December 29, 2014

1941. American RAF Pilots Follow the World Series

Dodgers Are Backed Heavily By R.A.F.
Source: "Tommy Henrich, right, crosses the plate after hitting a homer in the 1941 World Series. He is congratulated by Joe DiMaggio." Associated Press.

Dodgers Are Backed Heavily By R.A.F.

United Press Staff Correspondent
London, Oct. 1. — The boys who play for keeps over here like the Brooklyn Dodgers.

Out at the American Eagle squadron of the Royal Air Force there is plenty of Brooklyn money floating around—so much that on this side of the Atlantic the Yankees are only 4 to 3 favorites to win the World Series.

On other airdromes scattered throughout Britain, where members of the Royal Canadian Air Force operate, "the Bums" are being backed heavily with pounds, shillings and even pence by pilots and mechanics alike.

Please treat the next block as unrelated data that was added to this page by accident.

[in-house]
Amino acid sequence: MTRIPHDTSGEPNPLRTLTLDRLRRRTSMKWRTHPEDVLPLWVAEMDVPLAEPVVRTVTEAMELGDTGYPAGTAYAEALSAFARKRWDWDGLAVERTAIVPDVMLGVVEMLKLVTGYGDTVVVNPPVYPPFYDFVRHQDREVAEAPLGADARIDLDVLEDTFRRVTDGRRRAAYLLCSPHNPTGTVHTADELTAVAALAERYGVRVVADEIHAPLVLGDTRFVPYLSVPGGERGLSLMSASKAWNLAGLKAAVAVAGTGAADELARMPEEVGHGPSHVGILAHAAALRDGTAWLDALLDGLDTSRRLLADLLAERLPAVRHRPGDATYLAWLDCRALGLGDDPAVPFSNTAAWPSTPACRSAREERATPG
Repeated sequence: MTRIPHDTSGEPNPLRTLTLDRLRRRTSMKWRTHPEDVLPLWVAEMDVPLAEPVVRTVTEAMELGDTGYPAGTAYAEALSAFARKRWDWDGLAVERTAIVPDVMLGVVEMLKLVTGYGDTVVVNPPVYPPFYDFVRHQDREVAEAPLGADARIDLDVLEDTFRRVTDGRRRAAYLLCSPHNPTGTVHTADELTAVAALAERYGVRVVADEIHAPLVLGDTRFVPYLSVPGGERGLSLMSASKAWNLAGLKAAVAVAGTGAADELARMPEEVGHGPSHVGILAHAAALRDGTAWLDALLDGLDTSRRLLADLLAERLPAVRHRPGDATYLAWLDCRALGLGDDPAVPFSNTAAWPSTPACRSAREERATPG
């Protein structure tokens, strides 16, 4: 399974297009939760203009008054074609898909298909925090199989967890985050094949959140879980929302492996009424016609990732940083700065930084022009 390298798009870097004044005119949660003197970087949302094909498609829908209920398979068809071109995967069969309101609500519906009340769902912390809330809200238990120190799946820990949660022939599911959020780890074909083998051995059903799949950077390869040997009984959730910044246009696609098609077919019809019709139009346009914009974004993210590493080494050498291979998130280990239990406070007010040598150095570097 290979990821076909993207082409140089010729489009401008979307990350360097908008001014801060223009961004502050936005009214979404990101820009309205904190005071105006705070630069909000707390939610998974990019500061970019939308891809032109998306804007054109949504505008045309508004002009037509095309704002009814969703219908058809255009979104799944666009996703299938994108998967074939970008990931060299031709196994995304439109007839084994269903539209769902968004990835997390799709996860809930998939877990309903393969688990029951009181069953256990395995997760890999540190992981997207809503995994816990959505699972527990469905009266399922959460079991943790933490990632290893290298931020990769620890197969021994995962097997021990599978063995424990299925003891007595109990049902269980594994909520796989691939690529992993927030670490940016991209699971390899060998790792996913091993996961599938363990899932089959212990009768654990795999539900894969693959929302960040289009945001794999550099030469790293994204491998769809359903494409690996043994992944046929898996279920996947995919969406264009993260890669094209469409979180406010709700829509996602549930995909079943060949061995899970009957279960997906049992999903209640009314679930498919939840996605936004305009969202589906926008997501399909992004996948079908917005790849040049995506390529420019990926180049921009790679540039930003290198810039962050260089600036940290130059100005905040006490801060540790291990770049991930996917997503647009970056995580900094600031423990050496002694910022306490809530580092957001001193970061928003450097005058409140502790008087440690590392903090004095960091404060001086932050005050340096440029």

The most popular officers these days are the communications men, because it will be up to them, come 7:30 p.m. Wednesday night, to pull in from across the seas the play-by-play account from Yankee Stadium.

That will give the boys who will have daylight patrols over the continent time to get back and swing their thoughts across the ocean to the Bronx across the banks of the Gowanus.

And there probably will be many an American, Canadian or Australian flyer winging over Germany Wednesday night wishing that the tiny radio in his bomber could pick up America.

This was one year in Britain when Americans here could get the good—or the bad—news from the baseball front, and even many Englishmen have become ardent diamond fans as a result.

Frank Owen, editor of the Evening Standard, was responsible—but only by accident. One night, when his meager war-time sports page needed some "filler" copy, someone on the copy desk put in the baseball scores.

And after that, members of the American colony saw to it that the scores were carried daily. Later, two afternoon newspapers followed suit.

Joe DiMaggio's hitting streak once drew a whole paragraph of English prose—almost as much as a Joe Louis fight gets in these days of scarce newsprint. When the Yanks clinched the pennant, the Dodgers won last week—well, that was worth two paragraphs!

Now there's a campaign afoot to convince Mr. Owen to carry football scores.